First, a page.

“Stand at the crossroads and look;

ask for the Ancient paths

ask where the good way is, and walk in it,

and you will find rest to your souls.”

Jeremiah 6:16 

Death is a mystery, and we know it comes to each of us but our faith has carried us to this juncture with your wonderful support and love.

“Death is not the end; it is only a new beginning.

Death is not the master of the house; 

he is only the porter in the King’s lodge, 

appointed to open the gate and let

the King’s guest into the realms of eternal day.'”

John Henry Jowett (1864 -1925)

We live in a random world filled with random acts. A few random acts with my DNA and a few, miscreant cancer cells have always been one step ahead of treatment. It’s cancer hidden in plain sight, right there in the mouth, so please keep an eye on your mouth and take regular dental checks.

Meanwhile I try to live each day as I can with a smile, with grace and joy in my heart. My hope for you is that you too will live every day ‘until breath becomes air…’

AND I get to choose my music for the funeral. (NO, not “Ding, dong the witch is dead!) I want one of those great hymns that speak volumes in a few words. If any of you musicians want to bring your instrument; feel free!😅   .. We have just spent some time with Pastor Nick discussing the arrangements. There will be a committal at Monkton Natural Cemetery before a service in church followed by a tea to which you are all warmly invited. We intend to sing Abide with me at the committal, please bring your instruments. My family confess that music is not their best strength!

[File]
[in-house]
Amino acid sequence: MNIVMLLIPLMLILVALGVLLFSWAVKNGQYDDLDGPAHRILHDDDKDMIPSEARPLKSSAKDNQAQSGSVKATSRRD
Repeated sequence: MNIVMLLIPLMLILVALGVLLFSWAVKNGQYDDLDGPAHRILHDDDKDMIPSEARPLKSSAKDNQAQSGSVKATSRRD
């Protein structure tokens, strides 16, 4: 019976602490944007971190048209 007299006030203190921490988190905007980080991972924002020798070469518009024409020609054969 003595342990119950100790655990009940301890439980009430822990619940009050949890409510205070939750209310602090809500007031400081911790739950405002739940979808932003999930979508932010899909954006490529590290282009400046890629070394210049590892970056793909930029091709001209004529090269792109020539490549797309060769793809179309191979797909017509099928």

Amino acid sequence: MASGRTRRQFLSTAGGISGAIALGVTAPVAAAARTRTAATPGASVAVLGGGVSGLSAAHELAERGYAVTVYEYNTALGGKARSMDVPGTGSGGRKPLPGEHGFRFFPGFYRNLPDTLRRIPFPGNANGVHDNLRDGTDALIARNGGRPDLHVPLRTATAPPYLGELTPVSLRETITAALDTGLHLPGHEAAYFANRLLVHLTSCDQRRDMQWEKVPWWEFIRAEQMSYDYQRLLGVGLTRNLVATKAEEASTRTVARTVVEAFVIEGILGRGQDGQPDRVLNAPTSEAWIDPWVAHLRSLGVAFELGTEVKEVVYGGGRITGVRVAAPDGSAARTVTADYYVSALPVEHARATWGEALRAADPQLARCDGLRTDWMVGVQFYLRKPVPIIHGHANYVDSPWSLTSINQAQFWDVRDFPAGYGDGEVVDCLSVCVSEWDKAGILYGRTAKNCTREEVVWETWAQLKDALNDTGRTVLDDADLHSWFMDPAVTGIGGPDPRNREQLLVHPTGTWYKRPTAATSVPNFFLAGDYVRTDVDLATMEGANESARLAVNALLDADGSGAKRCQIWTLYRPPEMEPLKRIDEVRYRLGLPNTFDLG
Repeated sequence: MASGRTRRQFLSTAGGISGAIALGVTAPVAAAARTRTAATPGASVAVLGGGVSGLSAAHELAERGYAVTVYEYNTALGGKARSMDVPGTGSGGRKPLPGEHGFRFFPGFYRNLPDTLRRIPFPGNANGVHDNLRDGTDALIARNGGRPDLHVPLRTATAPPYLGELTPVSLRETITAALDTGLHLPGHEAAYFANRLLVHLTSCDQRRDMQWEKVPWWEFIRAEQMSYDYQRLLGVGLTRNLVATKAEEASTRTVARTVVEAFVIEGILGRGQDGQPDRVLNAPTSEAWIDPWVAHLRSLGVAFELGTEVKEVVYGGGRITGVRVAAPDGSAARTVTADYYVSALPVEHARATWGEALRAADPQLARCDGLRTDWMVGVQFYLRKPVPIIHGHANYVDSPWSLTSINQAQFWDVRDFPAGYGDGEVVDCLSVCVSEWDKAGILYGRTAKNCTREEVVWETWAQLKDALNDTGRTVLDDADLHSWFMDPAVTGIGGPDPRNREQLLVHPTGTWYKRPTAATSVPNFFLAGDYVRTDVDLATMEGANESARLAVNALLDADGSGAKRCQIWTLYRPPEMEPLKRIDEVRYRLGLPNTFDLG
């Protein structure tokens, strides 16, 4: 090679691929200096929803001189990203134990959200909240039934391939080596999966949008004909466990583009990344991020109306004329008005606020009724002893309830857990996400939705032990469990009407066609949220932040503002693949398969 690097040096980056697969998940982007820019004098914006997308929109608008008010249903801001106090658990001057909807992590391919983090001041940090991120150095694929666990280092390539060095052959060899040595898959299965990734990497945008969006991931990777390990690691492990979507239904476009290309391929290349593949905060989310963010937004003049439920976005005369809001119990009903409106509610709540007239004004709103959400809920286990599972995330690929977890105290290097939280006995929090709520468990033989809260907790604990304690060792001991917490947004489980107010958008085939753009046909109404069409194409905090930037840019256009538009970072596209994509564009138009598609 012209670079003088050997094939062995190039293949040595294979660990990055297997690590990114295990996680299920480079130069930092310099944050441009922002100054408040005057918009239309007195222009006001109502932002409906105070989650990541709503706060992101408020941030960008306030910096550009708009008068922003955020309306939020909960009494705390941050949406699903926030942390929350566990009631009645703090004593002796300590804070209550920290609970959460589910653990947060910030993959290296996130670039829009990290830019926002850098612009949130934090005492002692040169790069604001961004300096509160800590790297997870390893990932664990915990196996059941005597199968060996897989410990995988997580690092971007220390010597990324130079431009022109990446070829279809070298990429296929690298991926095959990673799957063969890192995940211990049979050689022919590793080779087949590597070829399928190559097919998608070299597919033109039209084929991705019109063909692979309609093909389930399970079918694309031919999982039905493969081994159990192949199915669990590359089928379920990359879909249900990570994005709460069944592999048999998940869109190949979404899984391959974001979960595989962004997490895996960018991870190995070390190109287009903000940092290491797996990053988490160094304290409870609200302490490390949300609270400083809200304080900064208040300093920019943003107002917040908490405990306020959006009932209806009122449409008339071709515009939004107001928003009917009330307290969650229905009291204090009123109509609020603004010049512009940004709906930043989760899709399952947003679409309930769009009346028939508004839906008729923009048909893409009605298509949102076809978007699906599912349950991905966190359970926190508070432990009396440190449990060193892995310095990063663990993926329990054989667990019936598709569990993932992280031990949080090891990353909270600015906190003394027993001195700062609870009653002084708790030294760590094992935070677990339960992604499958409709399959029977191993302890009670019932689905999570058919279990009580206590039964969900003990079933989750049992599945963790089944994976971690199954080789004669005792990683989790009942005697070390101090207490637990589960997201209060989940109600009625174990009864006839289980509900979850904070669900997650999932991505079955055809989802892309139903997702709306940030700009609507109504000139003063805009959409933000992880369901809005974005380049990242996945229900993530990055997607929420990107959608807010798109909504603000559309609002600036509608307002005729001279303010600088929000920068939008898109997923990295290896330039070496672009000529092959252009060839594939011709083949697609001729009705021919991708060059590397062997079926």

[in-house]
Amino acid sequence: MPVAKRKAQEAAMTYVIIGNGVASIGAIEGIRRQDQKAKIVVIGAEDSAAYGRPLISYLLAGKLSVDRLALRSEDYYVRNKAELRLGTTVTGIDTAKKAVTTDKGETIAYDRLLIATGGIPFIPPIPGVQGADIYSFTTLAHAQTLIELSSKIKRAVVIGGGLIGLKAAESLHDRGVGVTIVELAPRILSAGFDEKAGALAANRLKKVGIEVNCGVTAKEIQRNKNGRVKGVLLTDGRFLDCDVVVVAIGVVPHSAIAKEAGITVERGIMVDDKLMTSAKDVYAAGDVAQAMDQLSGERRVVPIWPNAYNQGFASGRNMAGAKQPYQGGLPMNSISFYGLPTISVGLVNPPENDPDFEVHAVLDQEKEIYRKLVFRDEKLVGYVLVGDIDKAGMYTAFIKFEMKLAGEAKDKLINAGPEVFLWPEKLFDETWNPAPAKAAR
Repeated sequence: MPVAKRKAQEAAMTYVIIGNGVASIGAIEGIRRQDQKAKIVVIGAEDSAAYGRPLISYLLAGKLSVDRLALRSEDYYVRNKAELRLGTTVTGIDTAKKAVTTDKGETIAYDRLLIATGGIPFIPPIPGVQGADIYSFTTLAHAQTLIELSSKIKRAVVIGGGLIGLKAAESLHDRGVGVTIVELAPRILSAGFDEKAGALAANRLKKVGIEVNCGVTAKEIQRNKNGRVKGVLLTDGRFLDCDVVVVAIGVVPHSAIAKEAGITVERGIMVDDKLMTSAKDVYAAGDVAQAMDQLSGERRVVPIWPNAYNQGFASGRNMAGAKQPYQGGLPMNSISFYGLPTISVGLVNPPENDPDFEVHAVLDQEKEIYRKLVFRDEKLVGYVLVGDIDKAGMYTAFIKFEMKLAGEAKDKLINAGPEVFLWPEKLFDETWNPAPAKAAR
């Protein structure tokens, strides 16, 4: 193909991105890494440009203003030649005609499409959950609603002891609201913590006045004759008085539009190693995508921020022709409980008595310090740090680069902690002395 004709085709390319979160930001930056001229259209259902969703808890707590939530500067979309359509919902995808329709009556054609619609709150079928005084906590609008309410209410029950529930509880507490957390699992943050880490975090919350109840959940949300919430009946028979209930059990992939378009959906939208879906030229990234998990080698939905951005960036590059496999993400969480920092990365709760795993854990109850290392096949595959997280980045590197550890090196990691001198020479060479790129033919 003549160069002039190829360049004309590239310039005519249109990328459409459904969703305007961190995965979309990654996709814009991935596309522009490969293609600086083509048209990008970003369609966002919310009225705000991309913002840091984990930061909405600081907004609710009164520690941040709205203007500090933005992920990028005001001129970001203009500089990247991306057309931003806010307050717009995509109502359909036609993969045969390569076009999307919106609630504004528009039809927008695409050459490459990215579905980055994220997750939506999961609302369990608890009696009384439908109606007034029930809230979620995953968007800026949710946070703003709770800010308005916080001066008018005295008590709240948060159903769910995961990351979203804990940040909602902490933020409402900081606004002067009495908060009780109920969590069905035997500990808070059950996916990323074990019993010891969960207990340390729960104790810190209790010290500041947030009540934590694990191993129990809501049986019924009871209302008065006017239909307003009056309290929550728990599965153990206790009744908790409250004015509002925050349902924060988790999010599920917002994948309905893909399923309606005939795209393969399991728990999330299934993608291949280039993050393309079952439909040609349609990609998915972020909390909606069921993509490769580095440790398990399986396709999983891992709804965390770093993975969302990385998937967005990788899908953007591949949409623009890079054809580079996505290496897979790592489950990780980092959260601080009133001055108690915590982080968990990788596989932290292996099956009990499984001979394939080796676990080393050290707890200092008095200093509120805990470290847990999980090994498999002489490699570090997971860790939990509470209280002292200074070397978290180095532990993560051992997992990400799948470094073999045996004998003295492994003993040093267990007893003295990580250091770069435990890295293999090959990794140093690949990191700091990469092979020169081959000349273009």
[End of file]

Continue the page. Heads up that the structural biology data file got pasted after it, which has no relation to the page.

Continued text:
“Hold Thou Thy cross before my closing eyes;

Shine through the gloom and point me to the skies.

Heaven’s morning breaks, and earth’s vain shadows flee;

In life, in death, O Lord, abide with me.”

Thank you  for all the lovely flowers too  but if you wish to make a donation on behalf of http://www.letstalkaboutmouthcancer.co.uk/ to allow them to continue their work promoting self examination and information  about oral cancer please do…

But now I need to rest, just want to leave a lovely song for you too…


Now may the God of Hope fill you with all joy and peace, as you trust in Him, 

with much love, 

Jeni xoxoxoxox





A Good Home, Beautiful writing, Nature Writing

Simply Beautiful Writing

Blogger Jeni Rankin wrote: “Now is a time of re-discovering the wonder of  the natural world, remembering all that I had forgotten and seeing things I have never noticed before.”

Some bloggers blow me away with their nature writing. Mind you, it’s writing that would never use terms like ‘blow me away’ — and that’s a good thing!